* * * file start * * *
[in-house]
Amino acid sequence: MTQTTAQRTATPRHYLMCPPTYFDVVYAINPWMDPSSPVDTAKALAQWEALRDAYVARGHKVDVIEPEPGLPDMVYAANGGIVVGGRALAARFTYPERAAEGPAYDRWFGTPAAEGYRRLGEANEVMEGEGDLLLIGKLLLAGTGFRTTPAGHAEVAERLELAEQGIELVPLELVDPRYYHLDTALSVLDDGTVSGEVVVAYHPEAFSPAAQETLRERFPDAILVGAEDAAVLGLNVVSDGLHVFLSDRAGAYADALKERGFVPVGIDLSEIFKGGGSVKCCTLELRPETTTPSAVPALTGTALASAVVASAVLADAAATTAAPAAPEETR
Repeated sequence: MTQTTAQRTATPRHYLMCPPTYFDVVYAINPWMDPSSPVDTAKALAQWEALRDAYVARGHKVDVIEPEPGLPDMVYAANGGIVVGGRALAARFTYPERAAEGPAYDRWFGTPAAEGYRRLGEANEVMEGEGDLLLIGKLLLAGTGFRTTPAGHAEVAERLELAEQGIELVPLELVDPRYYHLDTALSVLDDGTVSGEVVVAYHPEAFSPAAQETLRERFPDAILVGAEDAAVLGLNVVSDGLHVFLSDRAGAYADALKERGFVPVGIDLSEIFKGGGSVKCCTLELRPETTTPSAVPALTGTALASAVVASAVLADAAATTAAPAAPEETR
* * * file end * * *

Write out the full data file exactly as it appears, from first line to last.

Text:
[in-house]
Amino acid sequence: MTQTTAQRTATPRHYLMCPPTYFDVVYAINPWMDPSSPVDTAKALAQWEALRDAYVARGHKVDVIEPEPGLPDMVYAANGGIVVGGRALAARFTYPERAAEGPAYDRWFGTPAAEGYRRLGEANEVMEGEGDLLLIGKLLLAGTGFRTTPAGHAEVAERLELAEQGIELVPLELVDPRYYHLDTALSVLDDGTVSGEVVVAYHPEAFSPAAQETLRERFPDAILVGAEDAAVLGLNVVSDGLHVFLSDRAGAYADALKERGFVPVGIDLSEIFKGGGSVKCCTLELRPETTTPSAVPALTGTALASAVVASAVLADAAATTAAPAAPEETR
Repeated sequence: MTQTTAQRTATPRHYLMCPPTYFDVVYAINPWMDPSSPVDTAKALAQWEALRDAYVARGHKVDVIEPEPGLPDMVYAANGGIVVGGRALAARFTYPERAAEGPAYDRWFGTPAAEGYRRLGEANEVMEGEGDLLLIGKLLLAGTGFRTTPAGHAEVAERLELAEQGIELVPLELVDPRYYHLDTALSVLDDGTVSGEVVVAYHPEAFSPAAQETLRERFPDAILVGAEDAAVLGLNVVSDGLHVFLSDRAGAYADALKERGFVPVGIDLSEIFKGGGSVKCCTLELRPETTTPSAVPALTGTALASAVVASAVLADAAATTAAPAAPEETR